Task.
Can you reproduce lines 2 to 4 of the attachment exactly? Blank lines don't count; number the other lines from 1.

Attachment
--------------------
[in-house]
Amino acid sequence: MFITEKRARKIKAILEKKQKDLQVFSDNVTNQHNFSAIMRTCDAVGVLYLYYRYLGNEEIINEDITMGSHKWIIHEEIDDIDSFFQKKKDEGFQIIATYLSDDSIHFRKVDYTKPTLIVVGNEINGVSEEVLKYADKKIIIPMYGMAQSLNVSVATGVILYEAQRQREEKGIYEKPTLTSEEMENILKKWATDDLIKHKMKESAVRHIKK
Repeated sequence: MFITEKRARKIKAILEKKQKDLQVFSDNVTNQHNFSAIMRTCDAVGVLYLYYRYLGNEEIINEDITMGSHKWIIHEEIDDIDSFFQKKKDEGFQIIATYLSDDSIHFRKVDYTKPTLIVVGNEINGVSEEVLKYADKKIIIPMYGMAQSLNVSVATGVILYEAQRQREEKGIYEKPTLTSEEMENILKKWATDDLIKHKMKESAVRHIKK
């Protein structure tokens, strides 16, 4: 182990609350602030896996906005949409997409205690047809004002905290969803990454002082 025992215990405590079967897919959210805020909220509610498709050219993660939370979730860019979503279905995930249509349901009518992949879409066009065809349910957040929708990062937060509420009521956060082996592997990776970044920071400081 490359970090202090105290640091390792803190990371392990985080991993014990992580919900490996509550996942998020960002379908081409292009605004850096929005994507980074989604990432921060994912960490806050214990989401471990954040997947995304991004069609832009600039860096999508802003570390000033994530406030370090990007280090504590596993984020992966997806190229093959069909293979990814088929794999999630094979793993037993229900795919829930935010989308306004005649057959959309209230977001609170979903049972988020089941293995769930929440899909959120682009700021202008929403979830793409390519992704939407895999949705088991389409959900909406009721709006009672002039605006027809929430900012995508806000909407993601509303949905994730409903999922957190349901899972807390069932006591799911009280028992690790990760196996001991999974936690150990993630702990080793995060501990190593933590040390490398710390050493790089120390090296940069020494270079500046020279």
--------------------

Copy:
Amino acid sequence: MFITEKRARKIKAILEKKQKDLQVFSDNVTNQHNFSAIMRTCDAVGVLYLYYRYLGNEEIINEDITMGSHKWIIHEEIDDIDSFFQKKKDEGFQIIATYLSDDSIHFRKVDYTKPTLIVVGNEINGVSEEVLKYADKKIIIPMYGMAQSLNVSVATGVILYEAQRQREEKGIYEKPTLTSEEMENILKKWATDDLIKHKMKESAVRHIKK
Repeated sequence: MFITEKRARKIKAILEKKQKDLQVFSDNVTNQHNFSAIMRTCDAVGVLYLYYRYLGNEEIINEDITMGSHKWIIHEEIDDIDSFFQKKKDEGFQIIATYLSDDSIHFRKVDYTKPTLIVVGNEINGVSEEVLKYADKKIIIPMYGMAQSLNVSVATGVILYEAQRQREEKGIYEKPTLTSEEMENILKKWATDDLIKHKMKESAVRHIKK
């Protein structure tokens, strides 16, 4: 182990609350602030896996906005949409997409205690047809004002905290969803990454002082 025992215990405590079967897919959210805020909220509610498709050219993660939370979730860019979503279905995930249509349901009518992949879409066009065809349910957040929708990062937060509420009521956060082996592997990776970044920071400081 490359970090202090105290640091390792803190990371392990985080991993014990992580919900490996509550996942998020960002379908081409292009605004850096929005994507980074989604990432921060994912960490806050214990989401471990954040997947995304991004069609832009600039860096999508802003570390000033994530406030370090990007280090504590596993984020992966997806190229093959069909293979990814088929794999999630094979793993037993229900795919829930935010989308306004005649057959959309209230977001609170979903049972988020089941293995769930929440899909959120682009700021202008929403979830793409390519992704939407895999949705088991389409959900909406009721709006009672002039605006027809929430900012995508806000909407993601509303949905994730409903999922957190349901899972807390069932006591799911009280028992690790990760196996001991999974936690150990993630702990080793995060501990190593933590040390490398710390050493790089120390090296940069020494270079500046020279």